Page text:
The economics of television

Larry Ribstein —  26 February 2011

I was forced to watch my first episode of “Two and a Half Men” last week.  Family members drugged me unconscious and then bound and gagged me, locked my head in the direction of the television and taped my eyelids open. 

The most horrible moment came when I realized that this was neither satire nor science fiction but a real, top-rated sit-com.  Also, I wasn’t sure about the math.  Who was the “half”?  Shouldn’t it be, say, “One and a quarter men”? 

It turns out that Bud Fox (“Newsflash: I am special, and I will never be one of you”) has misbehaved (or, perhaps, is auditioning to be the next dictator of Libya) and he was canned. The show was then canceled (apparently nobody was interested in “.75 men”).

I will now turn to the interesting part — the economics.

According to the WSJ, the producer (WB) will lose significant revenues from sale and syndication of the show, but the network will lose little or nothing.  CBS will make plenty of money showing reruns (will the audience even notice?).  Also, an analyst told the WSJ that CBS could make more money by replacing the show with one it produces itself rather than paying the high fees to WB (again, will the audience notice?).

This suggests that only producers and not networks make money from hit shows. So why don’t networks show any crap they can come up with on their own, instead of the crap they buy from production companies?  Or, in other words, how do networks make their money apart from production?  Is there enough demand for television shows now that producers are able to suck out all of the profits?

Also, it looks like Charlie Sheen was underpaid, since it seems the show couldn’t go on without him. In other words, two and a half minus one = zero

Larry Ribstein

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Professor of Law, University of Illinois College of Law

4 responses to The economics of television

  1. 

    The network might’ve made money initially, when it probably paid a fee equal to 70% of the show’s budget (and a skinny budget, too). After it becomes popular, the producers, line producer, and talent have the leverage, increasing the Network fee during re-ups to barely break-even.

    At that point, break even is fine because the network incubates new shows in the immediately preceding and succeeding time slots, and it sells them during commercials. (The WSJ article hinted at this). Networks and producers know that networks accrue value (albeit not direct revenue) from hits by exposing all those eyes to the network’s own marketing.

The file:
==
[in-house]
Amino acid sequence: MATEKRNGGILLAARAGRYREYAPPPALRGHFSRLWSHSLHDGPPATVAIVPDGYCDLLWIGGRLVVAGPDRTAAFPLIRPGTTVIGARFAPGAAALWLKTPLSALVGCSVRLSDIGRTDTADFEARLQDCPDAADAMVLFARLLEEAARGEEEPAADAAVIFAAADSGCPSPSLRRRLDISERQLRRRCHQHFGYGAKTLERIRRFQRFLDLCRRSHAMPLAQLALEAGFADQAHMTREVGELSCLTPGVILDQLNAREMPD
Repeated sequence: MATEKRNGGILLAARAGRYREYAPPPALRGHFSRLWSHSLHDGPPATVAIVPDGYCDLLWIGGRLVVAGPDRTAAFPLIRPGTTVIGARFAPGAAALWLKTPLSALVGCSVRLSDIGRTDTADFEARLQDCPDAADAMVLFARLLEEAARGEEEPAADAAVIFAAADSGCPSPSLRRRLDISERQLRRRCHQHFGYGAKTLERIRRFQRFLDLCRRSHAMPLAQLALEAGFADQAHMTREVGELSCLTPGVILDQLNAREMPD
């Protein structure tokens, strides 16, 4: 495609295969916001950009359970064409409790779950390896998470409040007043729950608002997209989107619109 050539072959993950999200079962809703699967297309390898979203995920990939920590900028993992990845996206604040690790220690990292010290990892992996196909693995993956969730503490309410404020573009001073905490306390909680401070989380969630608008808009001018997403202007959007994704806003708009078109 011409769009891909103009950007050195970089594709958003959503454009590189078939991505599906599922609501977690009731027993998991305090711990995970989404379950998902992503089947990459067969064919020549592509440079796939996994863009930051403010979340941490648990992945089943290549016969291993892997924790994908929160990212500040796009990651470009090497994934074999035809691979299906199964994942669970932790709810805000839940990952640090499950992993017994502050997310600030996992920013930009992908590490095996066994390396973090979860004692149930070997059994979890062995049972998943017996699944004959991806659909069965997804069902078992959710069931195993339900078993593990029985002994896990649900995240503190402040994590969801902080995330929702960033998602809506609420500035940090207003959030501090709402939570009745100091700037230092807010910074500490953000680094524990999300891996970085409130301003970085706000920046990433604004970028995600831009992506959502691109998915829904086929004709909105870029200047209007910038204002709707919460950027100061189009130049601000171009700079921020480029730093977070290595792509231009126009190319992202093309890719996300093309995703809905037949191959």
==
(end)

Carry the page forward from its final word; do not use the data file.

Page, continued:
This is common, the networks barely make direct revenue from any mature, highly rated show, the NFL, olympics, etc.

  2. 

    Ah, got it.

    That’s a pretty fascinating question, and one where my meager insights derive mostly from my obsessive reading of “Entertainment Weekly.” But I think there’s maybe some risk-spreading involved (Fox studio might not be sure about a show, so better to have another network bear the risk in case it turns out to be a flop). Also, at some point, the successful shows become “too successful” to cancel, because the ratings hit may drag down a network in the ratings war. (I think commercial rates are set based on the actual show, but the networks seem to fight over who has the best overall ratings, so maybe there’s something there.) So I think the production studio doesn’t really gain the upper hand until sometime after 4 or 5 seasons, when its made enough episodes to sell into syndication. Until then, I suspect it’s the networks that are reaping the gains.

  3. 

    The networks are owned by studios that also produce shows, sometimes for their own networks, sometimes for other networks. The synergy that results from a studio-network match sometimes makes the difference between renewal or cancellation. A couple of years ago, Fox (network) had two similarly rated sci-fi shows on Friday nights: “Dollhouse” and “Terminator: The Sarah Connor Chronicles.” Both had some critical acclaim, and “Sarah Connor” had somewhat better (but still pretty bad) ratings. Yet, Fox opted to renew “Dollhouse” for a second season but did not renew “Sarah Connor” for what would have been its third season. The difference was that “Dollhouse” was produced by Fox, whereas “Sarah Connor” was produced by Warner Brothers (which does not have a network).

    • 

      I understand that. What I don’t understand is why the networks ever buy shows from non-owned producers (as in the situation discussed in my post) if the producers suck out all of the profits in the licensing fee.